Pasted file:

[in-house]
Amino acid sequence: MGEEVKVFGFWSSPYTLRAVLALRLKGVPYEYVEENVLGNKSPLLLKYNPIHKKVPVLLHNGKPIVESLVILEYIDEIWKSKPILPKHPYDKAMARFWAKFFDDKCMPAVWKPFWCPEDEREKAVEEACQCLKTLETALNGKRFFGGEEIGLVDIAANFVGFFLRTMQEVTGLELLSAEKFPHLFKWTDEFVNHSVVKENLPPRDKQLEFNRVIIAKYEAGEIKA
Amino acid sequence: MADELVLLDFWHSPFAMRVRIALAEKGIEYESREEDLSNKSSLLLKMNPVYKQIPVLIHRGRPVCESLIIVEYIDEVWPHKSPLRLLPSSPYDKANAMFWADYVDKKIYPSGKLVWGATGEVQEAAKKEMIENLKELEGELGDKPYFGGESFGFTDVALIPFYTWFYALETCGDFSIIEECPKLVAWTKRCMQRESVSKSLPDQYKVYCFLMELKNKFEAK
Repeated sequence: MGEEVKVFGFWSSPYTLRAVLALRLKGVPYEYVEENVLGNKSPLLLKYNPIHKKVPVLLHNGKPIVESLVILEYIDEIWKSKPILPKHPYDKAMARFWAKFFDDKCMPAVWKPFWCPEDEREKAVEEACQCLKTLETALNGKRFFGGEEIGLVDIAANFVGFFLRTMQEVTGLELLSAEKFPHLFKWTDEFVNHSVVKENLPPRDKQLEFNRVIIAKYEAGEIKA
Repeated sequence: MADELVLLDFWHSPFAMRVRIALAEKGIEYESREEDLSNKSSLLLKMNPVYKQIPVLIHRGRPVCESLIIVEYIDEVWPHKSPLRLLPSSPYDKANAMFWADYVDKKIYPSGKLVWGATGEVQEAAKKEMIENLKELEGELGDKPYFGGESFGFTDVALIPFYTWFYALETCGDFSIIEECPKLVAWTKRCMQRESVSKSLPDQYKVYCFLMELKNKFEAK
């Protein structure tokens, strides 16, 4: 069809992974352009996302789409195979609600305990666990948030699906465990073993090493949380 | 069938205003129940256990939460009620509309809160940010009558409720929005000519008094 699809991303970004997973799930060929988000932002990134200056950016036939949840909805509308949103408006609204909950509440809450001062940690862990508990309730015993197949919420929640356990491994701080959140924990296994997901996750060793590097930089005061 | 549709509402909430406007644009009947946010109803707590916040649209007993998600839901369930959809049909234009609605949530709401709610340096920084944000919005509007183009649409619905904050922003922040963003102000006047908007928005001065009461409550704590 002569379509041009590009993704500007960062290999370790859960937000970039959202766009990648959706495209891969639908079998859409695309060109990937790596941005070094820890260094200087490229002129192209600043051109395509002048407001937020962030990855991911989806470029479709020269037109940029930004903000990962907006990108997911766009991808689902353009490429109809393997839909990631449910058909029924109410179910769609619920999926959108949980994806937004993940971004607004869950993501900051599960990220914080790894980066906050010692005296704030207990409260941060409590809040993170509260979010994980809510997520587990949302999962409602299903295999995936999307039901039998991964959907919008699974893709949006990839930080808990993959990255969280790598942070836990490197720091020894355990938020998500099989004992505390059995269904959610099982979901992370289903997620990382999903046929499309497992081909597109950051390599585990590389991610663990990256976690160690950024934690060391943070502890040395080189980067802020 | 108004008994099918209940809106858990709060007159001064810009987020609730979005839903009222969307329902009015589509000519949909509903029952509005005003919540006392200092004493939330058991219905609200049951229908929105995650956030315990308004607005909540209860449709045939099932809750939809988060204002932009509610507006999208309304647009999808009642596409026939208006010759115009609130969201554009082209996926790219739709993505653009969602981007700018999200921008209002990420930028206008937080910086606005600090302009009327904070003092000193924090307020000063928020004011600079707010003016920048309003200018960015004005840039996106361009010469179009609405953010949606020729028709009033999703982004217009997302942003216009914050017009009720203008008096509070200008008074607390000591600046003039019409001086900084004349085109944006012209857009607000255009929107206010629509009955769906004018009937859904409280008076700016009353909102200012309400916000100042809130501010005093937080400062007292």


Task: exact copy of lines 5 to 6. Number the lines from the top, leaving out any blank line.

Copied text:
Repeated sequence: MADELVLLDFWHSPFAMRVRIALAEKGIEYESREEDLSNKSSLLLKMNPVYKQIPVLIHRGRPVCESLIIVEYIDEVWPHKSPLRLLPSSPYDKANAMFWADYVDKKIYPSGKLVWGATGEVQEAAKKEMIENLKELEGELGDKPYFGGESFGFTDVALIPFYTWFYALETCGDFSIIEECPKLVAWTKRCMQRESVSKSLPDQYKVYCFLMELKNKFEAK
């Protein structure tokens, strides 16, 4: 069809992974352009996302789409195979609600305990666990948030699906465990073993090493949380 | 069938205003129940256990939460009620509309809160940010009558409720929005000519008094 699809991303970004997973799930060929988000932002990134200056950016036939949840909805509308949103408006609204909950509440809450001062940690862990508990309730015993197949919420929640356990491994701080959140924990296994997901996750060793590097930089005061 | 549709509402909430406007644009009947946010109803707590916040649209007993998600839901369930959809049909234009609605949530709401709610340096920084944000919005509007183009649409619905904050922003922040963003102000006047908007928005001065009461409550704590 002569379509041009590009993704500007960062290999370790859960937000970039959202766009990648959706495209891969639908079998859409695309060109990937790596941005070094820890260094200087490229002129192209600043051109395509002048407001937020962030990855991911989806470029479709020269037109940029930004903000990962907006990108997911766009991808689902353009490429109809393997839909990631449910058909029924109410179910769609619920999926959108949980994806937004993940971004607004869950993501900051599960990220914080790894980066906050010692005296704030207990409260941060409590809040993170509260979010994980809510997520587990949302999962409602299903295999995936999307039901039998991964959907919008699974893709949006990839930080808990993959990255969280790598942070836990490197720091020894355990938020998500099989004992505390059995269904959610099982979901992370289903997620990382999903046929499309497992081909597109950051390599585990590389991610663990990256976690160690950024934690060391943070502890040395080189980067802020 | 108004008994099918209940809106858990709060007159001064810009987020609730979005839903009222969307329902009015589509000519949909509903029952509005005003919540006392200092004493939330058991219905609200049951229908929105995650956030315990308004607005909540209860449709045939099932809750939809988060204002932009509610507006999208309304647009999808009642596409026939208006010759115009609130969201554009082209996926790219739709993505653009969602981007700018999200921008209002990420930028206008937080910086606005600090302009009327904070003092000193924090307020000063928020004011600079707010003016920048309003200018960015004005840039996106361009010469179009609405953010949606020729028709009033999703982004217009997302942003216009914050017009009720203008008096509070200008008074607390000591600046003039019409001086900084004349085109944006012209857009607000255009929107206010629509009955769906004018009937859904409280008076700016009353909102200012309400916000100042809130501010005093937080400062007292």